The more recently a car or motorcycle was designed and built, in general, the more computerized items and numerous 'mini' computers are used to provide many functions. Generally one main computer runs and monitors everything with some peripheral small computers doing specific things that are not capable from within the main computer. The trend for a long time has been to greatly increase the number of small computers in a car. In recent years this has caused innumerable problems with respect to cost so nowadays the trend is to use less individual computers by expanding the main computer functions and abilities.

The first bike to have Can-Bus was probably the Ducati 999 back in 2002. BMW started it with the R1200 in 2004.

Can-Bus allows most of the various computers and peripherals to talk or communicate with each other in both a simplified and complex manner. This means that nearly every electrical device on your bike could be connected to the Can-bus system which continuously and rapidly monitors everything via a computer. The system can also monitor current flow, voltage, etc. If you tried to tap into the electrical system for an extra electrical gadget Can-bus might complain in essence and the Can-Bus computer thinks, rightly or wrongly, that the bike has a problem. It might even record the problem and give you a visual signal that all was not well. If the load was egregious enough the bike might not start or otherwise not able to be ridden.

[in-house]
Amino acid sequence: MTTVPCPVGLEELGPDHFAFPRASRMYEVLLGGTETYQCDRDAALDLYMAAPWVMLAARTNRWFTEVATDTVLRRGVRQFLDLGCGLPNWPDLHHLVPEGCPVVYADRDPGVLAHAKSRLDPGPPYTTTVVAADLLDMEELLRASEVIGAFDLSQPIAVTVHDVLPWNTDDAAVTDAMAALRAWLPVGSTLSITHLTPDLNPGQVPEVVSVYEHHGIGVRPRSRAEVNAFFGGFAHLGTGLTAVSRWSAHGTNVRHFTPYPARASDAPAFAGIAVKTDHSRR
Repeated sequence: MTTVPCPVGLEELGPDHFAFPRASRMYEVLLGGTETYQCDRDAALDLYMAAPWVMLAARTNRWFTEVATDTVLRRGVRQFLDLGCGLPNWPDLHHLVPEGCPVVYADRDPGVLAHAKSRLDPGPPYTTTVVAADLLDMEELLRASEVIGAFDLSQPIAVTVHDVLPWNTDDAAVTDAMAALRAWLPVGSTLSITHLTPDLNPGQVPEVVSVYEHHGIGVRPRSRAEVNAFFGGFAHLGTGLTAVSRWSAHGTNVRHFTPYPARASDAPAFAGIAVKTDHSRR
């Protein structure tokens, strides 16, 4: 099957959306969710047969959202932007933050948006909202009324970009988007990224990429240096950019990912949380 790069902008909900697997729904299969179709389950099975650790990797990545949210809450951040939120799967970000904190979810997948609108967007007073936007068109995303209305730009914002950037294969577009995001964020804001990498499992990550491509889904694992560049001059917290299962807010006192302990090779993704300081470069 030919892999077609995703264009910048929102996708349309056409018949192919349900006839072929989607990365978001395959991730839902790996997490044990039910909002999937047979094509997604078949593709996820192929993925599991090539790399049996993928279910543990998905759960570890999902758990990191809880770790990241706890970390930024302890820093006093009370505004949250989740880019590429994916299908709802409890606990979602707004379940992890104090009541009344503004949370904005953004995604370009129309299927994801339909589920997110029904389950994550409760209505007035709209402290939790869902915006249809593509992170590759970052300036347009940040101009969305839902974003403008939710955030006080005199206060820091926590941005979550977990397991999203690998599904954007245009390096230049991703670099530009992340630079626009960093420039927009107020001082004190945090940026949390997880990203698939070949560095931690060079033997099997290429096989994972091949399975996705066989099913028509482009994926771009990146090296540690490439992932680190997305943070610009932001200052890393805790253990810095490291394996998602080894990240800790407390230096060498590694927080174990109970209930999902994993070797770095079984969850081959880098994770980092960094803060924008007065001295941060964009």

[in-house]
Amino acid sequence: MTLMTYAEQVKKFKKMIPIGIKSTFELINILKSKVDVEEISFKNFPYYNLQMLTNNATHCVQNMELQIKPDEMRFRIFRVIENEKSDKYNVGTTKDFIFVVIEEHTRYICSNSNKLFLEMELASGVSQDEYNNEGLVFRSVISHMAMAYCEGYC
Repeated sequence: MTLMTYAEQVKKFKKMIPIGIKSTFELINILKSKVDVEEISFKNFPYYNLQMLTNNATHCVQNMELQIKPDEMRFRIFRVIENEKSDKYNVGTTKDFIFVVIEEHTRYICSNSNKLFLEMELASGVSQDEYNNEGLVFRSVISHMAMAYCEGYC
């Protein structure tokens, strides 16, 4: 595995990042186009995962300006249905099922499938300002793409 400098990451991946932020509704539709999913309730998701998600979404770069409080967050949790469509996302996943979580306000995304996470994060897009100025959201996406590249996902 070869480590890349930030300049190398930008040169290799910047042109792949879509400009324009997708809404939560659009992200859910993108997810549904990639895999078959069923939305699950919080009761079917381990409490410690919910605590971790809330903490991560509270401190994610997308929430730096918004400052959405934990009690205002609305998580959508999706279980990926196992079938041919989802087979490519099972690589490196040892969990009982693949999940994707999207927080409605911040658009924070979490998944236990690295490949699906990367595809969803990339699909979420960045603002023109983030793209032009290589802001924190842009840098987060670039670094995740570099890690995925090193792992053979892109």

Some ABS systems talk back and forth with the computer that runs the engine itself.  It is possible for the ABS to monitor acceleration or other speed conditions or events and then with other inputs the bike might have traction control applied. That is already done on cars and a few bikes and will be appearing on more bikes in the future.

Problems with Can-Bus as far as vehicle owners are concerned is that we cannot just willy-nilly connect up electrical gadgets or easily modify the electrical system.  We also are more likely to be needing a dealership to read codes and find problems with fancy expensive test equipment because when the bike stops running we will be much less likely to be able to fix it ourselves. Note that it is entirely possible that the systems will be so reliable that many electrical problems seen in the past will be eliminated. So far, the record tends to show an increased reliability. That is to be expected especially when the vehicle is new or nearly new.

(Reprint) For now, the primary method of adding farkles, etc. to Can-bus bikes will be connections directly to the battery. However, messing with the stock lighting systems is not for the amateur. In fact, there are already some small companies making an attempt to sell headlight accessories that don't meet their advertising claims and interfere with operation. This is one area where design absolutely requires true electrical engineering expertise. It's a case of buyer beware.

Additional information can be found here.
© Copyright, 2011, R. Fleischer